Amorphous Glass - It Won't Hurt You
What happens when you
grind up glass and some of the fine particles become
airborne? It looks and acts like dust. The presence
of dust in the working environment or even in an open
area has become a concern to the health and safety officers
for public and private operations. Silica dust, not
glass dust, is a known hazard and long term exposure
is linked to silicosis, a disabling lung condition.
Since glass is made
out of silica, the connection is immediately made, and
concern for worker safety is often expressed when producing
or handling the glass sand. At this point, it is very
important to know the difference between the crystalline
structure of silica sand and the amorphous structure
Silica sand in its
natural state has a crystalline structure that has the
capacity of “sticking” to lung tissues.
Once the silica is fired and fused with other ingredients
to make glass, the chemical/physical structure of the
glass is now called amorphous. Glass is amorphous with
a closed structure that doesn’t absorb anything
and doesn’t physically stick to tissues. If a
person is exposed to amorphous glass fines or dust,
the body can expectorate the dust as it would any other
type of natural dirt. OHSA simply classifies the glass
dust as a nuisance dust.
If you generate some
glass dust as you recycle glass, dust suppression or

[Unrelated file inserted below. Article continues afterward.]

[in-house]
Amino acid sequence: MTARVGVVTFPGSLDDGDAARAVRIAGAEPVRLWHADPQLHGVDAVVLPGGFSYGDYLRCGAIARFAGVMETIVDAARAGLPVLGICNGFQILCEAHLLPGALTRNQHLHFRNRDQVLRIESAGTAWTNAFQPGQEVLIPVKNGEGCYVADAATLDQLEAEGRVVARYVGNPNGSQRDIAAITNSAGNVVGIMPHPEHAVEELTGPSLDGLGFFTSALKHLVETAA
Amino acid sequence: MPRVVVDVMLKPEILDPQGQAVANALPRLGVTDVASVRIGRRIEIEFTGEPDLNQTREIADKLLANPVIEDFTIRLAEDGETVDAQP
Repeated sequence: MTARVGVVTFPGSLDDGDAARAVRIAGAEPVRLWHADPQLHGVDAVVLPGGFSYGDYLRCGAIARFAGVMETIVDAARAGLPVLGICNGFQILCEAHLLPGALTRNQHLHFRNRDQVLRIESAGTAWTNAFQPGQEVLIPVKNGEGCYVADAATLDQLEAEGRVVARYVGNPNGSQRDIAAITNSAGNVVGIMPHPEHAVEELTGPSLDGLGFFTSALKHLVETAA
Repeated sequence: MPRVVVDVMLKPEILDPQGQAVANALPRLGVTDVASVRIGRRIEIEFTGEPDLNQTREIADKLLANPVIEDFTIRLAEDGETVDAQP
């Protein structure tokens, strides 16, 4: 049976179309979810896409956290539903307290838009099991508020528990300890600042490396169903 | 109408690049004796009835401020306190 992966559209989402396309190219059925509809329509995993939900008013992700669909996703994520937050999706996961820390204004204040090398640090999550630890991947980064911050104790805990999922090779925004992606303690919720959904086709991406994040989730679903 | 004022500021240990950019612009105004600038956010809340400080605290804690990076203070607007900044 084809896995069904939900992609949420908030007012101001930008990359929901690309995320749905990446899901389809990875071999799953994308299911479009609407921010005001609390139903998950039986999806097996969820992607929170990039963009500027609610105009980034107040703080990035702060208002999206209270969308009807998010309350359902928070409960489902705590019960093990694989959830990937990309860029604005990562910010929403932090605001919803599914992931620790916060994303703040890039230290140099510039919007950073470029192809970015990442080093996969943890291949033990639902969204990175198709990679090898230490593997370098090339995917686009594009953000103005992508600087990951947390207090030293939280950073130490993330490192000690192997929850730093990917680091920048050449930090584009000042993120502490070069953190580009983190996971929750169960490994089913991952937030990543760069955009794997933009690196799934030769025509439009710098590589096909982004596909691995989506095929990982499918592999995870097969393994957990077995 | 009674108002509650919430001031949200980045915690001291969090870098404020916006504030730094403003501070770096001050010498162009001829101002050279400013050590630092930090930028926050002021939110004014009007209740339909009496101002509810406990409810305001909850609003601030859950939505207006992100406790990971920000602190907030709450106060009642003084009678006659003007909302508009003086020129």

dust collection systems can be used to keep the levels
of dust down for the comfort of the operators and the
cleanliness of the working environment. Common sense
applies and the same health and safety practices apply
here as they would for any other type of dusty environments.
In fact, if pulverized
glass is being used in a high speed impact application
like abrasive cleaning (also knows as sandblasting),
studies show the fines produced by glass have lower
levels of crystalline or other heavy metal contaminants
than commonly used sandblasting media.
Vitrified coal, copper
or steel slag is the material used to produce “Black
Beauty”, a well known sand blasting media. The
fine dust produced by “Black Beauty”, silica
sand and many other common blasting abrasives contain
heavy metals and crystalline silica. A study by KTA-tator,
an independent testing laboratory, concluded that glass
was the safest blasting media available.
Now, how are you going
to remember the difference between crystalline and amorphous
silica? Remember the Latin word “amor”?
You will find it in words like amorous or enamored.
This Latin word for love is the description of glass
that you will love…Amorphous glass.